More on Haslam vs. Coonrippy

A spokesman says Gov. Bill Haslam never received a petition seeking return of a pet raccoon to Mark “Coonrippy” Brown, but his staffers did talk with the Gallatin, Tenn., man who has since declared himself a Republican candidate for governor.

In declaring his candidacy against Haslam in the August GOP primary, Brown, 55, told the Gallatin News Examiner that Haslam had “ignored the cries from the entire United States” asking for the raccoon named Rebekah to be returned to him by the Tennessee Wildlife Resources Agency.

He said a letter to TWRA officials seeking a permit went unanswered and a petition to Haslam with more than 60,000 signatures was returned unopened. TWRA seized the raccoon last year, citing state law that generally prohibits individuals from owning wildlife, after Brown had achieved Internet renown with videos showing him dancing and showering with the raccoon. He has also appeared on national TV shows.

David Smith, the governor’s press secretary, said the petition was never received, but “we’ve spoken with him and his wife previously” in following up on email messages Brown sent to the governor’s office.

“One of our representatives from our Constituent Services Office explained that the TWRA was handling it and the governor couldn’t step in,” said Smith in an email. “It is a law that has been in place for some time and is for the protection of both animals and individuals.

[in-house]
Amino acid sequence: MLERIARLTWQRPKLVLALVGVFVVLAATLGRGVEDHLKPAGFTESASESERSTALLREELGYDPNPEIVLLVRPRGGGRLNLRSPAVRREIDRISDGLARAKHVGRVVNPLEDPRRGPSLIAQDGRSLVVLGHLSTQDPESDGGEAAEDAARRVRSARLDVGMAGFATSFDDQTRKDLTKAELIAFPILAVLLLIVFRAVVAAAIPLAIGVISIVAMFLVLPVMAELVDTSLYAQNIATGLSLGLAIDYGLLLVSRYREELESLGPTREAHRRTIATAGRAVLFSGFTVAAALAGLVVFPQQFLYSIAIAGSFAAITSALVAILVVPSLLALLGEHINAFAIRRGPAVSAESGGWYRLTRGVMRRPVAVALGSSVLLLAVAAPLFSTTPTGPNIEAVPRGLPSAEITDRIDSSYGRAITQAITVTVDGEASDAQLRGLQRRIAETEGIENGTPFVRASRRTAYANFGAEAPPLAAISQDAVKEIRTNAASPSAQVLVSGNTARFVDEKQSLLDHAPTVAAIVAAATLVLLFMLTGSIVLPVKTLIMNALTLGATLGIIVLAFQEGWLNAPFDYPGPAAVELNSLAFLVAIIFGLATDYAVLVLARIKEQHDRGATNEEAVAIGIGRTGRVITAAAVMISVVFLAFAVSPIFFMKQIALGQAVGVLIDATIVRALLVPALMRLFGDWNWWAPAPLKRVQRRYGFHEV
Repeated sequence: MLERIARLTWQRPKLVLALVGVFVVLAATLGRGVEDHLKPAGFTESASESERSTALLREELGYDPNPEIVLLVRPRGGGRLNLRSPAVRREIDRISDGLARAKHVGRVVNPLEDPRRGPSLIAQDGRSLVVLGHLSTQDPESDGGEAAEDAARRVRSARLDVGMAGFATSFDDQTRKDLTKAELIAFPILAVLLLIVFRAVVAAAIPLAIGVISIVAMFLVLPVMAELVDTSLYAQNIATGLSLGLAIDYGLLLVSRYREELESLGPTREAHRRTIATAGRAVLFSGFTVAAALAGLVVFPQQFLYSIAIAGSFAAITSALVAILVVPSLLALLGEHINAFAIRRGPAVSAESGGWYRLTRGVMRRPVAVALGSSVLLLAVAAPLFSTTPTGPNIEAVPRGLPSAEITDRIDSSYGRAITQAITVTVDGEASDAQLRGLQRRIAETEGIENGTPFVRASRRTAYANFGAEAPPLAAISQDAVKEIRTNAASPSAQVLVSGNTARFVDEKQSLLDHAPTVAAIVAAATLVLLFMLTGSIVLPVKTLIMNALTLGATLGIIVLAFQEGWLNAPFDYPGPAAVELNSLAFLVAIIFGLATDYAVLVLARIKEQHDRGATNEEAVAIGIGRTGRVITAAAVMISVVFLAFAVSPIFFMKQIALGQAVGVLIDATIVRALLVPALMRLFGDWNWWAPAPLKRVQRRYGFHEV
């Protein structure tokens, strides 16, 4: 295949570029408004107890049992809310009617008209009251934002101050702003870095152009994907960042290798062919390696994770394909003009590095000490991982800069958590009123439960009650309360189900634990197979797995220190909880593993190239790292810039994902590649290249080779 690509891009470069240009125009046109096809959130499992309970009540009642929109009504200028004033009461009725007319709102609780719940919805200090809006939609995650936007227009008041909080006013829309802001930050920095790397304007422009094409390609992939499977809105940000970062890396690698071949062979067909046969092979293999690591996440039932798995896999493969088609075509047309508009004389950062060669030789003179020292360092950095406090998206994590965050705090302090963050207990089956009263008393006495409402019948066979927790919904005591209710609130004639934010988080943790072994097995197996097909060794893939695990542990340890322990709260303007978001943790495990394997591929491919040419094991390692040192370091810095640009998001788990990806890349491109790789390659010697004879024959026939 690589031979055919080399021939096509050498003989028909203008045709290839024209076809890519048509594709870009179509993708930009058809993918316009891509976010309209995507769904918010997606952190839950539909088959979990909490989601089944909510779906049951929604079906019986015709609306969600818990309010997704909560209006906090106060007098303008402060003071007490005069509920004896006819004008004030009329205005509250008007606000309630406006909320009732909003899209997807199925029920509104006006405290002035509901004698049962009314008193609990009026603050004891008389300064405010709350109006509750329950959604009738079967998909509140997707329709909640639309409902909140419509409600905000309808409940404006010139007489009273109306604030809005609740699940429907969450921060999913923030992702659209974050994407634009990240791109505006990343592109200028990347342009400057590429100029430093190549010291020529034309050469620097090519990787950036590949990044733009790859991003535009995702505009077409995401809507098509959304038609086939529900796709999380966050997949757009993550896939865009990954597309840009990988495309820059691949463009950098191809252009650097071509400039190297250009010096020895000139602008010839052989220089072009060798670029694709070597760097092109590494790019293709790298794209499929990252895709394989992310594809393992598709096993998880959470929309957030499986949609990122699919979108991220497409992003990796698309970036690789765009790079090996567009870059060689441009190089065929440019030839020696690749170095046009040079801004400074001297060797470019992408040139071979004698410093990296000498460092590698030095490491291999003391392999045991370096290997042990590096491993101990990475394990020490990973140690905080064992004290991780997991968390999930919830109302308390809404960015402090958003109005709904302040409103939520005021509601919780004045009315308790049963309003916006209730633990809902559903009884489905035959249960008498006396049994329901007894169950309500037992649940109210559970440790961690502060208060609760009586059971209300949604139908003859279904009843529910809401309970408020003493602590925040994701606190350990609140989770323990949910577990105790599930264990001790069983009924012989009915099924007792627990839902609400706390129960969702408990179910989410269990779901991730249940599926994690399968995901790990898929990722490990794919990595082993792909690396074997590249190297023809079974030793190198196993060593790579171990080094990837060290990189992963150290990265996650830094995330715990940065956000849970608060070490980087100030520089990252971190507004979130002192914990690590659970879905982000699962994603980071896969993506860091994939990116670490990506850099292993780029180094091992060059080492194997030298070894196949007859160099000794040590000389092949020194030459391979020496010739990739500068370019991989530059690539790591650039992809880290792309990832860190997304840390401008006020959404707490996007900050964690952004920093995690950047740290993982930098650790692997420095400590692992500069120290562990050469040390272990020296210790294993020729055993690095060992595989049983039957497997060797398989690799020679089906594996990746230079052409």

“I’d also note that mail coming to us is typically opened and inspected during processing and before delivery, so if something was returned unopened, then I doubt it made it to the processing facility,” he said.
Brown said in an interview Tuesday that he was skeptical about the spokesman saying the letter was never received.

“How convenient of them to say that after the … hit the fan,” he said. “I’ve got to give it to old Bill on that one. … I love him. The Bible says to love those who lie to me. That’s in the fifth chapter of Matthew.”

Brown said someone had twice called him claiming to represent the governor’s office, though through a phone that blocked caller identification, telling him the seized raccoon was going to be “used as a state ambassador” with appearances in schools and the like. The raccoon is Tennessee’s official state animal.

Actually, Brown said he suspects the raccoon — which he raised from a kit after it’s mother was killed — has been euthanized in accord with TWRA’s standard policy in such cases. If not, he said, “What’s the difference between them keeping the animal in captivity and me keeping it in captivity?”

In a brief video announcing his candidacy, Brown declares, “I think it’s time we bring the United States back where it’s supposed to be, one state at a time, starting with Tennessee.

“We are one nation under God, not above God,” he says.

In an interview, Brown declined to give specific views on state issues such as implementing a school voucher system or repealing Common Core standards.

A governor, he said, should “listen to the cries of the people and let them decide,” then act in accord with majority opinion.

Brown is the first person — Republican or Democrat — to announce as an opponent to Haslam’s re-election.